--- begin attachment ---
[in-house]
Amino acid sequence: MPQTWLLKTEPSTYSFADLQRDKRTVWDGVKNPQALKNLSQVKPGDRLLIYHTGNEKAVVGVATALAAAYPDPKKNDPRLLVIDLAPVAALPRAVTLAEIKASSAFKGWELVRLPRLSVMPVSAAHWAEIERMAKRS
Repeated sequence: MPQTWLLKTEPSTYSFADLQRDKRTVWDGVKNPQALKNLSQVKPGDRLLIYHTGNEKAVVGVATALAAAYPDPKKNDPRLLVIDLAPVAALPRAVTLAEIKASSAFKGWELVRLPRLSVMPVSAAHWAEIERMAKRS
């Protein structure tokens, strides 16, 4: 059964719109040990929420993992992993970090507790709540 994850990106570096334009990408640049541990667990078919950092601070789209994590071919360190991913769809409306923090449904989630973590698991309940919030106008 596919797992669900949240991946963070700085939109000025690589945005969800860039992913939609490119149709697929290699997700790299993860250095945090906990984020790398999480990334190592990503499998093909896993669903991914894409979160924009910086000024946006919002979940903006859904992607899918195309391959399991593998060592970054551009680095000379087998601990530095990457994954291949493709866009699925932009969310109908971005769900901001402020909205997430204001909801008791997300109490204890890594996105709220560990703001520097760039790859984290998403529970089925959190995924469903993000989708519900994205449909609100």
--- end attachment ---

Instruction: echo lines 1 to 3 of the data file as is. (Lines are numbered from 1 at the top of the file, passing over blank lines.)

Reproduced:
[in-house]
Amino acid sequence: MPQTWLLKTEPSTYSFADLQRDKRTVWDGVKNPQALKNLSQVKPGDRLLIYHTGNEKAVVGVATALAAAYPDPKKNDPRLLVIDLAPVAALPRAVTLAEIKASSAFKGWELVRLPRLSVMPVSAAHWAEIERMAKRS
Repeated sequence: MPQTWLLKTEPSTYSFADLQRDKRTVWDGVKNPQALKNLSQVKPGDRLLIYHTGNEKAVVGVATALAAAYPDPKKNDPRLLVIDLAPVAALPRAVTLAEIKASSAFKGWELVRLPRLSVMPVSAAHWAEIERMAKRS